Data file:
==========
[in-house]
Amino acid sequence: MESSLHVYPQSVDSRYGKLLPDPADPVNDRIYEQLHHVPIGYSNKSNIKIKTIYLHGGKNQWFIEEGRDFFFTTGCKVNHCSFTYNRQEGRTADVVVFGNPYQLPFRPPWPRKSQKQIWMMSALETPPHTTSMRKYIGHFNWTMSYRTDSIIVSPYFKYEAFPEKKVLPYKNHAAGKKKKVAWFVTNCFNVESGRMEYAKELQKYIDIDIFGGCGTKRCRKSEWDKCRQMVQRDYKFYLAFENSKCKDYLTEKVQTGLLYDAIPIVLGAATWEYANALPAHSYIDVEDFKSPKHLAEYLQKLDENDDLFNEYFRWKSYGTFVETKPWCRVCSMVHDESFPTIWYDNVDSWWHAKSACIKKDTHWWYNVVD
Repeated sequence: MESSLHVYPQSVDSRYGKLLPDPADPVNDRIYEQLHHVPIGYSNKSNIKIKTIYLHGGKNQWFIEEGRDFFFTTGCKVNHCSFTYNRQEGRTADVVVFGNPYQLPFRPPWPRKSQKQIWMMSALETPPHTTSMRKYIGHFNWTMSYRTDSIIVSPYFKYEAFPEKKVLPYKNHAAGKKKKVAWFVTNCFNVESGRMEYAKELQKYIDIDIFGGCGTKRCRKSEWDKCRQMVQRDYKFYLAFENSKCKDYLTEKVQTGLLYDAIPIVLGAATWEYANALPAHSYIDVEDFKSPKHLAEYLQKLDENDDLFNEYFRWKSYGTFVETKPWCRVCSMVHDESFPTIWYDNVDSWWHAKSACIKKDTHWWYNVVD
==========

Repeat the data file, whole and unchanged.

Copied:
[in-house]
Amino acid sequence: MESSLHVYPQSVDSRYGKLLPDPADPVNDRIYEQLHHVPIGYSNKSNIKIKTIYLHGGKNQWFIEEGRDFFFTTGCKVNHCSFTYNRQEGRTADVVVFGNPYQLPFRPPWPRKSQKQIWMMSALETPPHTTSMRKYIGHFNWTMSYRTDSIIVSPYFKYEAFPEKKVLPYKNHAAGKKKKVAWFVTNCFNVESGRMEYAKELQKYIDIDIFGGCGTKRCRKSEWDKCRQMVQRDYKFYLAFENSKCKDYLTEKVQTGLLYDAIPIVLGAATWEYANALPAHSYIDVEDFKSPKHLAEYLQKLDENDDLFNEYFRWKSYGTFVETKPWCRVCSMVHDESFPTIWYDNVDSWWHAKSACIKKDTHWWYNVVD
Repeated sequence: MESSLHVYPQSVDSRYGKLLPDPADPVNDRIYEQLHHVPIGYSNKSNIKIKTIYLHGGKNQWFIEEGRDFFFTTGCKVNHCSFTYNRQEGRTADVVVFGNPYQLPFRPPWPRKSQKQIWMMSALETPPHTTSMRKYIGHFNWTMSYRTDSIIVSPYFKYEAFPEKKVLPYKNHAAGKKKKVAWFVTNCFNVESGRMEYAKELQKYIDIDIFGGCGTKRCRKSEWDKCRQMVQRDYKFYLAFENSKCKDYLTEKVQTGLLYDAIPIVLGAATWEYANALPAHSYIDVEDFKSPKHLAEYLQKLDENDDLFNEYFRWKSYGTFVETKPWCRVCSMVHDESFPTIWYDNVDSWWHAKSACIKKDTHWWYNVVD